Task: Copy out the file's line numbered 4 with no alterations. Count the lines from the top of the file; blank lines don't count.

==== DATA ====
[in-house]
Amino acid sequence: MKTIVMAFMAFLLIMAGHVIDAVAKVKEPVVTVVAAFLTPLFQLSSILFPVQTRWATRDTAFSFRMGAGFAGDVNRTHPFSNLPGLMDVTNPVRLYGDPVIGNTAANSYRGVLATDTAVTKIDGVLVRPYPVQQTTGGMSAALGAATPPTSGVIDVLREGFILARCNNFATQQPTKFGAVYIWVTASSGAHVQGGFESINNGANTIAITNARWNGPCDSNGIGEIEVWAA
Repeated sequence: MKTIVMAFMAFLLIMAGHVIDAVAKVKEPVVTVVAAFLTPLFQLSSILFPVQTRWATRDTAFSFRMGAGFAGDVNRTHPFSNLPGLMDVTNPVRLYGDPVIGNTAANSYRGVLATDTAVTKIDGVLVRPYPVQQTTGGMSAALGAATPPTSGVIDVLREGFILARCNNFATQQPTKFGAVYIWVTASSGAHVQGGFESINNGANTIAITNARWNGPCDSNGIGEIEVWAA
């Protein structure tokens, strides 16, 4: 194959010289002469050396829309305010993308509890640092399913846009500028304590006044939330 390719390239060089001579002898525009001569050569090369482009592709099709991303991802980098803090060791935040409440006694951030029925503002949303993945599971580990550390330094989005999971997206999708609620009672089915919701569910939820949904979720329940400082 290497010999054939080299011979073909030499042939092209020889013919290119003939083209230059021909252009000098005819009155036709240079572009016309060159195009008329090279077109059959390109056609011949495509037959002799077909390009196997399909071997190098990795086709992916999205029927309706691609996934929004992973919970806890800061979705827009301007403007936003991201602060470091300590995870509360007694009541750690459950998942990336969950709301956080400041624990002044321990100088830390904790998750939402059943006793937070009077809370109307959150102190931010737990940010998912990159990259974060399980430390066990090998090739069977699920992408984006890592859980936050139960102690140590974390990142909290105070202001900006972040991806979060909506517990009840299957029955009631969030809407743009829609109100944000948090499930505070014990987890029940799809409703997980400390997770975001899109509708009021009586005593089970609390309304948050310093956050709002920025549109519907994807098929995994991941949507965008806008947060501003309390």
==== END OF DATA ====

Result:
């Protein structure tokens, strides 16, 4: 194959010289002469050396829309305010993308509890640092399913846009500028304590006044939330 390719390239060089001579002898525009001569050569090369482009592709099709991303991802980098803090060791935040409440006694951030029925503002949303993945599971580990550390330094989005999971997206999708609620009672089915919701569910939820949904979720329940400082 290497010999054939080299011979073909030499042939092209020889013919290119003939083209230059021909252009000098005819009155036709240079572009016309060159195009008329090279077109059959390109056609011949495509037959002799077909390009196997399909071997190098990795086709992916999205029927309706691609996934929004992973919970806890800061979705827009301007403007936003991201602060470091300590995870509360007694009541750690459950998942990336969950709301956080400041624990002044321990100088830390904790998750939402059943006793937070009077809370109307959150102190931010737990940010998912990159990259974060399980430390066990090998090739069977699920992408984006890592859980936050139960102690140590974390990142909290105070202001900006972040991806979060909506517990009840299957029955009631969030809407743009829609109100944000948090499930505070014990987890029940799809409703997980400390997770975001899109509708009021009586005593089970609390309304948050310093956050709002920025549109519907994807098929995994991941949507965008806008947060501003309390």